Public Policy Editor
A Bill to protect individuals who blow the whistle on crime or malpractice at work cleared its first Commons hurdle by 118 votes to nil yesterday - despite the Government making plain its opposition.
The Bill appeared to have got through to its committee stage, however, because of an error by Government whips who failed to ensure it was talked out after John Taylor, the junior trade and industry minister, told MPs it represented "neither a practical or desirable way forward".
Without Government backing, the Bill is set to fail despite cross-party support and the hopes that it would be given a fair wind in the wake of the Scott report and commitments to more open government.
The Bill would provide some protection for those who exposed serious malpractice at work in both the public and private sectors, providing they raised the issue internally first, could convince a court they were acting in the public interest, and did not seek financial gain from their actions. Individuals could seek injunctions preventing reprisals, while the pounds 11,000 limit on compensation for unfair dismissal in such circumstances would be lifted.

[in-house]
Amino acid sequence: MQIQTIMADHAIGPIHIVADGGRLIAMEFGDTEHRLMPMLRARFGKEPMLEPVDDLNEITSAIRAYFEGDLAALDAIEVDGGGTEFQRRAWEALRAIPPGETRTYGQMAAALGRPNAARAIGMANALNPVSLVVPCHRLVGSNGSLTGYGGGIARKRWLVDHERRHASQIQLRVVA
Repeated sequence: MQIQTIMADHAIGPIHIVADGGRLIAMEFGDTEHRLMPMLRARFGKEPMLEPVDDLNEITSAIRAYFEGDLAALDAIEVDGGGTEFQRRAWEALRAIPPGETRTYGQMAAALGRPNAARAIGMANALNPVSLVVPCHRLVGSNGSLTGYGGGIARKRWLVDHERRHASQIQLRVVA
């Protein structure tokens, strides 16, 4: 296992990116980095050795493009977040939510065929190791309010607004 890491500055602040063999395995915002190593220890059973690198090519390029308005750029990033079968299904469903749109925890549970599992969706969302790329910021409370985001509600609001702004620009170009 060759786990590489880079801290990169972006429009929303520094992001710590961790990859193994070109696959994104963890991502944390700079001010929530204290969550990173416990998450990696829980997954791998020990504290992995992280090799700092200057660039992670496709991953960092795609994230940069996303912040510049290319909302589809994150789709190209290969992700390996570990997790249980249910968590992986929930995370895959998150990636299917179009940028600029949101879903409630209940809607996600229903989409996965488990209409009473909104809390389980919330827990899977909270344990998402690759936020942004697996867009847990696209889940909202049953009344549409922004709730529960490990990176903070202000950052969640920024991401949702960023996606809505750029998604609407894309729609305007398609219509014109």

Mr Taylor told MPs that "in a vast range of the public service" effective procedures for the "undoubtedly preferable option" of internal whistle- blowing already existed. The Bill was therefore unnecessary. He also maintained - to flat denials from the Bill's sponsors, who included Iain Duncan-Smith, the Conservative MP for Chingford - that it would impose "a considerable burden on industry".
Mr Duncan-Smith said the Bill was "not about regulation". It simply encouraged best practice, ensuring companies did not "try to cut corners where they shouldn't".
Don Touhig, Labour MP for Islwyn, the Bill's originator, said there were many examples, from the Zeebrugge ferry disaster to the Piper Alpha platform explosion, in which lives had been lost where employees had kept quiet about malpractice for fear of losing their jobs.
Several Conservatives spoke against the Bill claiming it would be a "whingers' charter" but Anthony Coombs, the Wyre Forest MP, said it was a "valuable measure" which would protect the individual against large enterprise and the state. "I believe that is a very sound Conservative principle." Alan Howarth, who defected to Labour last year, said a whistle-blower at Matrix Churchill had provided evidence to Whitehall that the firm's equipment was being used to make shell cases, and "the legal protection for responsible whistle-blowers that this Bill provides would be a valuable additional protection to our liberties and to public safety".
Mr Taylor said he applauded Mr Touhig's motives, but the Bill would be very uncertain in its effect, leaving both employees and employers unsure what would constitute public interest.
After the vote, Mr Touhig argued that it was "significant" in the wake of the Scott report that the Government had "wisely decided not to test this measure by putting its supporters through the lobby".Reuse content